December 19, 2013
Despite having quite a cute visual style and often happy demeanor, Bravely Default also has a side that’s very dark. This is quite clear from the off, as the game’s introduction sees you witness the destruction of a town called Norende, and one of the game’s main protagonists, Tiz attempting in vain to save his younger brother.
What happens next is one of those rather fortuitous tales that you might come to expect from an RPG, but needless to say, you end up with a party of four: Tiz, Agnes, Ringabel and Edea.
Tiz, despite being a simple farmer, has the heart of a lion. As the story plays out, he often feels like the “leader” and as a compliment to this and his initial struggles, there’s a focus on rebuilding his home town. However, much of the story’s purpose revolves around Agnes and her quest to restore the realm’s four crystals. These have been taken over by a dark force and as the Wind Vestel, it’s her duty to investigate and restore them to their former glory. Towards the start of this quest, you also meet Ringabel, a man with no memory of his past who’s in possession of a book that recants the future and Edea, an enemy turned friend who can no longer sit by and watch what her kin are doing to the world.
As you continue through with this quest, the four characters grow as individuals, but also as a team. This is true about most games of a similar ilk, but Bravely Default makes it more apparent due to the consistency of dialogue. Talking between the four is not just limited to cutscenes, with optional “party chat” moments appearing on a regular basis. These allow you to learn more about how the characters are feeling, but also more about their backgrounds.
This is also true when it comes to the game’s additional characters. Even though some of them only feature in the game’s story for a short period of time, should you want it, a concerted effort has been made to make you aware of who they are and why they are worth your time. Many of the game’s different job classes are gained through these little escapades and it’s pleasing to see that the story has been fleshed out so well in this area.
The game’s core mechanic is a play on its name, as every turn you can either choose to “Brave” or “Default”. This is governed by BP, which you can spend or accumulate depending on how you wish to play. In essence, the system allows you to be “brave” and take up to four turns in one go, or “default” on your turn, and store your BP up.
Not only does this change play styles in a dramatic fashion, it also makes the entire affair much more strategic. You see, as you can only perform actions if you have BP of 0 or more, depending on the amount of BP left after you brave you may leave yourself unable to operate. Therefore, if you’re on 0 BP and choose to either take four actions, or use BP sucking moves, you could end up on -4 BP. In this scenario, you have to wait for four turns until you are allowed to perform an action again and it also leaves you more susceptible to taking damage.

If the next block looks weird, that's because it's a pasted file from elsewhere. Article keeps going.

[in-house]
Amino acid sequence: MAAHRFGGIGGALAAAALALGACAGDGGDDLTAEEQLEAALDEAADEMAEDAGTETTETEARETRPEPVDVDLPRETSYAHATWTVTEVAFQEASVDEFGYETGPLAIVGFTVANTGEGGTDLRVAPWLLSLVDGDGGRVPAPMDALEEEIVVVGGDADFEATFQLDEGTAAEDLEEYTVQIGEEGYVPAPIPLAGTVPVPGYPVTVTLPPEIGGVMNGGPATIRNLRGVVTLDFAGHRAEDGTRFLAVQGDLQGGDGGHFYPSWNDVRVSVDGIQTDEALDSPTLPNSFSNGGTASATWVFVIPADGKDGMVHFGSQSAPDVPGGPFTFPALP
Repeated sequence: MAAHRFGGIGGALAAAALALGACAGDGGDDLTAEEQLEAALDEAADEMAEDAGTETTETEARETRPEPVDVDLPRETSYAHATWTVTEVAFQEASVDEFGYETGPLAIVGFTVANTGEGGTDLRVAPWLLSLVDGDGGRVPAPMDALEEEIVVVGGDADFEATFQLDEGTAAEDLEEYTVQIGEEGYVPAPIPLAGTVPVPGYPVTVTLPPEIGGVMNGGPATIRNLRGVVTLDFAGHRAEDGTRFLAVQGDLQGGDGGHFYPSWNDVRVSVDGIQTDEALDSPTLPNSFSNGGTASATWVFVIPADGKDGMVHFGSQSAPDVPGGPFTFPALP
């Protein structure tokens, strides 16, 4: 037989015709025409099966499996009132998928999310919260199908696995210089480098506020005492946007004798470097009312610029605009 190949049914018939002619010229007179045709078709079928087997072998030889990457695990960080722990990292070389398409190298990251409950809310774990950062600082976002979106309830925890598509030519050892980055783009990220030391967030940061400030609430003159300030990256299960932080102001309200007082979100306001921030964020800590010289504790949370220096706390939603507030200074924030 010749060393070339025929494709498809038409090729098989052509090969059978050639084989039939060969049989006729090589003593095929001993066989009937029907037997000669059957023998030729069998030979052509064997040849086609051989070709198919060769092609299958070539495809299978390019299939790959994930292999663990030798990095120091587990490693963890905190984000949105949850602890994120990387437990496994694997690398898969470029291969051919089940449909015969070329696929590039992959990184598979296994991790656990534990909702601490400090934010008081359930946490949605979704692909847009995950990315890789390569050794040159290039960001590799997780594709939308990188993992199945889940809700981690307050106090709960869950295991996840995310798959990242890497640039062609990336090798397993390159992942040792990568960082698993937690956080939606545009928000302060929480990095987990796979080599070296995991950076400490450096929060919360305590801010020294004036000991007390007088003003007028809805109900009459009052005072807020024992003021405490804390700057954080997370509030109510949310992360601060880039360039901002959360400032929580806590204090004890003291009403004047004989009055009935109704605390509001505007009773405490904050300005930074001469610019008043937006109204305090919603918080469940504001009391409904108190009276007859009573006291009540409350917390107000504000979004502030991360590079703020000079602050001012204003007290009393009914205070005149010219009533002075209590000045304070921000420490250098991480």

Many JRPGs have a defend function, but it’s often seen as a pointless action - a wasted turn if you will. In Bravely Default, this defend function has been given a purpose. Not only does it allow you to take reduced damage, you are also able to store up BP so you can launch a lengthy assault without the same penalties at the end. This means that your entire party could default for three turns, then effectively take sixteen at the same time - powerful stuff, but even this could be considered a huge risk. For example, what happens if your damage dealer is charmed right before they perform their actions, or your opponent casts reflect before you line-up a huge spell chain. The game proposes these small challenges at frequent opportunities and it forces you to adapt, curtail your bold enthusiasm and take a more methodical approach.
Still, the opportunity is always there for you to throw caution to the wind and that’s what gives this mechanic its charm and depth.
Outside of this, Bravely Default uses a job system that will be familiar to fans of the older Final Fantasy titles. There are 24 jobs in total, each offering their own unique traits, and they can be unlocked by beating either story-related bosses or those which are available through optional quests. As expected, due to the breadth of the selection, there are of course certain jobs that are more suited to scenarios than others, but overall it feels like it caters for the majority of interests. This means you have the classic jobs such as White Mage and Black Mage, but there are also more “unorthodox” jobs such as Spell Fencer and Slave-Maker.